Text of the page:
Computing probability density function at a point, given the covariance matrix and mean

(Edited for clarity.)

Say I have the variance-covariance matrix $$\mathbf{V}$$ and mean $$\mathbf{\mu}$$ of a multivariate normal distribution. Given a sample, $$\mathbf{s}$$, can I compute/estimate the value of the probability density function at that sample?

I'm trying to determine how well a given sample "fits" the various distributions determined by some $$\mathbf{V}_i$$ and $$\mathbf{\mu}_i$$ in order to label the sample with $$\underset{i \in 0, 1, ...}{\arg\max\,}{f(\mathbf{s}; \mathbf{V}_i, \mathbf{\mu}_i)}$$.

• For anyone else who comes with the same question: yes, there is an analytic form for the PDF of the multivariate normal, and it's fairly convenient; see, for example, the scipy docs here – Linuxios Jul 12 at 19:18

$$\ell_\mathbf{s}(\mathbf{V}) = - \frac{1}{2} \text{det}(\mathbf{V}) -\frac{1}{2} \mathbf{s}^\text{T} \mathbf{V}^{-1} \mathbf{s} \quad \quad \quad \text{for all } \mathbf{V} \in \mathcal{V},$$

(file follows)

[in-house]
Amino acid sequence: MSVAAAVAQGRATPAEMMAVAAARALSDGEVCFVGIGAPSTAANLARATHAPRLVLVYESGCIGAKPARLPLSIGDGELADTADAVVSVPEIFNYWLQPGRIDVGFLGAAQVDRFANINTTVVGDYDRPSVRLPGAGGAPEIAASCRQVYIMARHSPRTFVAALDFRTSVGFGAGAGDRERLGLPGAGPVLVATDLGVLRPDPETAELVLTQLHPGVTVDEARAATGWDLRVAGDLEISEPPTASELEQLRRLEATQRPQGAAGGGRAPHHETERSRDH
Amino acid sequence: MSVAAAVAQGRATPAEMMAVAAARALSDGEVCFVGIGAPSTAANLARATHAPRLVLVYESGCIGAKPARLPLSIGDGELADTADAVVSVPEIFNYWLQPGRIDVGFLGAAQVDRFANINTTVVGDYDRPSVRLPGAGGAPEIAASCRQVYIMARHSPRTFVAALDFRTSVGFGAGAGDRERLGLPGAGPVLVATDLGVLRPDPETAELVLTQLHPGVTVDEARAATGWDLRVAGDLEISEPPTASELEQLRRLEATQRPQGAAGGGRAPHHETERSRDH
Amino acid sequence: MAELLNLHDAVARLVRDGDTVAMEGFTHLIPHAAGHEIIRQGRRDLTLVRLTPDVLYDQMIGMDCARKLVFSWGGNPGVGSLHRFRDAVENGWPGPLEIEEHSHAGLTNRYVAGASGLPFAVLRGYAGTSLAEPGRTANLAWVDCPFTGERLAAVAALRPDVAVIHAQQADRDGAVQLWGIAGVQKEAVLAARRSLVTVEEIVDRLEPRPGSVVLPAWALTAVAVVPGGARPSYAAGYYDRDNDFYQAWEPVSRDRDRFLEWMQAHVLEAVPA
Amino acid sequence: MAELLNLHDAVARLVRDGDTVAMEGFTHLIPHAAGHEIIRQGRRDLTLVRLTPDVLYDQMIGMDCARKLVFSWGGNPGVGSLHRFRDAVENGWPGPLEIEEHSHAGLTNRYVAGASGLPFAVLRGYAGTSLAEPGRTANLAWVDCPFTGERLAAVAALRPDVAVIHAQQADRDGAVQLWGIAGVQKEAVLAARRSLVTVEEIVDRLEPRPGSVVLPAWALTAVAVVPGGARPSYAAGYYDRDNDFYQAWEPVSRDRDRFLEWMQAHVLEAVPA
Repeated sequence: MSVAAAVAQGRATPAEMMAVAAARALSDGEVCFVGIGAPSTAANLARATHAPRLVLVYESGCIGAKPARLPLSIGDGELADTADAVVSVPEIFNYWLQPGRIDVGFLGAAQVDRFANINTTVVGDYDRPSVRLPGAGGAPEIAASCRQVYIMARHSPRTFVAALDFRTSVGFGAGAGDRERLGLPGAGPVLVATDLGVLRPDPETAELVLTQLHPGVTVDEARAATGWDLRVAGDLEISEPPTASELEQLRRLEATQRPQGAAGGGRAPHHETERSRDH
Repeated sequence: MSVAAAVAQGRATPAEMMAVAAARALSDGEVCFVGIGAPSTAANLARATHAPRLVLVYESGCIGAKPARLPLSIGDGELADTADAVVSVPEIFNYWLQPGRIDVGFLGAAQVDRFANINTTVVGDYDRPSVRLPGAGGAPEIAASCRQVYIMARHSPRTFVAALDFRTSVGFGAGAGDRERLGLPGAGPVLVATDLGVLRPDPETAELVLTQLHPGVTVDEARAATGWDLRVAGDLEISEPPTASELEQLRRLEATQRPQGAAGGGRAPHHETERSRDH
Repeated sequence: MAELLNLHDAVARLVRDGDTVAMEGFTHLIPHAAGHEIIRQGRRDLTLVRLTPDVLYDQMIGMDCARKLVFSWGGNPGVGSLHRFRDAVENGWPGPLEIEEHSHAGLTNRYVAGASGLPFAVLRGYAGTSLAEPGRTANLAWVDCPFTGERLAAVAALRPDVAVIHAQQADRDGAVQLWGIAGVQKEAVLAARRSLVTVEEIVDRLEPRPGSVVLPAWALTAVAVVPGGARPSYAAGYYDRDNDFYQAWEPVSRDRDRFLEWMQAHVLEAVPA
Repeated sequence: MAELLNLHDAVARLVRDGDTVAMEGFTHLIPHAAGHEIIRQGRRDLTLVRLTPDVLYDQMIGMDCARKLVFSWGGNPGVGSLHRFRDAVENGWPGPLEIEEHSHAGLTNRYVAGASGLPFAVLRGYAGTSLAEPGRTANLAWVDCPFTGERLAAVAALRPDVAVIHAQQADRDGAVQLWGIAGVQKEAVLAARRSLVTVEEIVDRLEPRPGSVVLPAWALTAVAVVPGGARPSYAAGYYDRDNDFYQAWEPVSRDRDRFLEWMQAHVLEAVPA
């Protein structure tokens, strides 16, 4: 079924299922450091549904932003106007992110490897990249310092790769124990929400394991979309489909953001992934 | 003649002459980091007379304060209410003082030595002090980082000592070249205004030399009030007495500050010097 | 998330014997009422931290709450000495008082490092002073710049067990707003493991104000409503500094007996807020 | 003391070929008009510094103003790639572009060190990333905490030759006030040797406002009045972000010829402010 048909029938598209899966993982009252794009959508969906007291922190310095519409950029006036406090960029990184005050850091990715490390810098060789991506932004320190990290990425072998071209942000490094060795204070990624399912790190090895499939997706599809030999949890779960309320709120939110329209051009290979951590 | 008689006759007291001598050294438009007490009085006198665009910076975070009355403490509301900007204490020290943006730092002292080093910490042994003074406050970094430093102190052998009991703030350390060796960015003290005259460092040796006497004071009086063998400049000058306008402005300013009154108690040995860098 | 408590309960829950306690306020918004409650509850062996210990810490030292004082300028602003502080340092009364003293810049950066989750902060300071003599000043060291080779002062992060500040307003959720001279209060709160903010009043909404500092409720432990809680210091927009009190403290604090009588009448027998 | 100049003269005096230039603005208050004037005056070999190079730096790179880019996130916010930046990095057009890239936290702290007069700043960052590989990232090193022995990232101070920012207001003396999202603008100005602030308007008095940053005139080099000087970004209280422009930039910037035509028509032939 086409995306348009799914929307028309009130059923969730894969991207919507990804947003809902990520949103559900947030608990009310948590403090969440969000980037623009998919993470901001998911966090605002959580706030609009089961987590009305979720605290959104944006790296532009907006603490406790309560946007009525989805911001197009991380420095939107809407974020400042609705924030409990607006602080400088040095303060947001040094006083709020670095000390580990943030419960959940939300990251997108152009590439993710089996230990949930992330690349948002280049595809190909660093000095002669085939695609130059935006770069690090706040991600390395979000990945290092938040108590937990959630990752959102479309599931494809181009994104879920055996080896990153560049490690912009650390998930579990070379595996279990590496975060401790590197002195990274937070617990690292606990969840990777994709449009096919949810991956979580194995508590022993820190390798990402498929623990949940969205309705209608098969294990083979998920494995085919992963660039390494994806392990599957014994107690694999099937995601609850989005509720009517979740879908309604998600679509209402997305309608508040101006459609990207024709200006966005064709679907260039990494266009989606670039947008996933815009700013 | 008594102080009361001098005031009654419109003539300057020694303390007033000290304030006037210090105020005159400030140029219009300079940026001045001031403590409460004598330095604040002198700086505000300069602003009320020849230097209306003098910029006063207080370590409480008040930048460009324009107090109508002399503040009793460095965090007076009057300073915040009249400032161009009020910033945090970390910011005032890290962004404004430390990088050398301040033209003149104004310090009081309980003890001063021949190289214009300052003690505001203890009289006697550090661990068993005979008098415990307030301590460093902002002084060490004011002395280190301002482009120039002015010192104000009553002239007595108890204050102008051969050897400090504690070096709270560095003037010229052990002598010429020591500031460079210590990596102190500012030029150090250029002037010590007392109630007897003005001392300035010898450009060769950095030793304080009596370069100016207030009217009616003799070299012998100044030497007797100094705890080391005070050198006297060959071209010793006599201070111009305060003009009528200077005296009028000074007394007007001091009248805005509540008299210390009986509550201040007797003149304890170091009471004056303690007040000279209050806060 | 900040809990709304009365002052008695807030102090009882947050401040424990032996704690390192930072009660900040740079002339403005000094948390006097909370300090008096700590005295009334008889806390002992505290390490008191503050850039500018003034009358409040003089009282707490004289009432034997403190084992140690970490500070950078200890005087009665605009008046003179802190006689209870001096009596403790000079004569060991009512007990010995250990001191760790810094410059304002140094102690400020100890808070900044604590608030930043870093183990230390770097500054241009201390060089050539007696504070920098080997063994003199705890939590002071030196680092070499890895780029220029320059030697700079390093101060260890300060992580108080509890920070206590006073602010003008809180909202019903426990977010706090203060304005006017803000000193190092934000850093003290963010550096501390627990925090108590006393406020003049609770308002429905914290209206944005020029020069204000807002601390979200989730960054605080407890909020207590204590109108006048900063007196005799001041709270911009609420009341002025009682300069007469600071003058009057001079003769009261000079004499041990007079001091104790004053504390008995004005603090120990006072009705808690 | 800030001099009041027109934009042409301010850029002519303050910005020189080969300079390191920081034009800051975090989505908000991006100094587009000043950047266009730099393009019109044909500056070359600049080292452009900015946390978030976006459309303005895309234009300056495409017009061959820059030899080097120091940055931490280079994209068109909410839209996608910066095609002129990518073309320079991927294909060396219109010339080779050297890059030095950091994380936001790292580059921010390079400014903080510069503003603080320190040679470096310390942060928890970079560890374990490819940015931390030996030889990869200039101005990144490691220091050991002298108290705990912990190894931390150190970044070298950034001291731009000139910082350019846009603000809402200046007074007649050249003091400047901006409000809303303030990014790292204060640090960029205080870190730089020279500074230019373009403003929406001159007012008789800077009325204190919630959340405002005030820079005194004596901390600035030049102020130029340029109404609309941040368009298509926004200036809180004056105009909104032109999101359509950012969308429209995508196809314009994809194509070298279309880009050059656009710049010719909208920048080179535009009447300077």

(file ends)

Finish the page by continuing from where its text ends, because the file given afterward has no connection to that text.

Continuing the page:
where $$\mathcal{V}$$ is the set of real square positive-definite matrices of the required dimension.
• In practice, I'm using the maximum-likelihood empirical covariance estimator to get $\mathrm{V}$ in the first place, so making that same assumption (multivariate Gaussian) here is no worse than making it in the first place, right? – Linuxios Jul 11 at 0:28
• Further, I think I'm looking for a $\ell_\mathbf{V}(\mathbf{s})$, for lack of a better way to put it. Does that have the same form? The likelihood of the sample $\mathbf{s}$ given the mean, covariance matrix, and the assumption of multivariate normal distribution. – Linuxios Jul 11 at 0:38
• Okay, well in that case you can use the formula above. (Note that I have omitted the constant term $-\tfrac{n}{2} \cdot \ln (2 \pi)$ from the function, where $k$ is the length of the vector $\mathbf{s}$. The computer program you are using would probably include this term.) – Ben Jul 11 at 1:01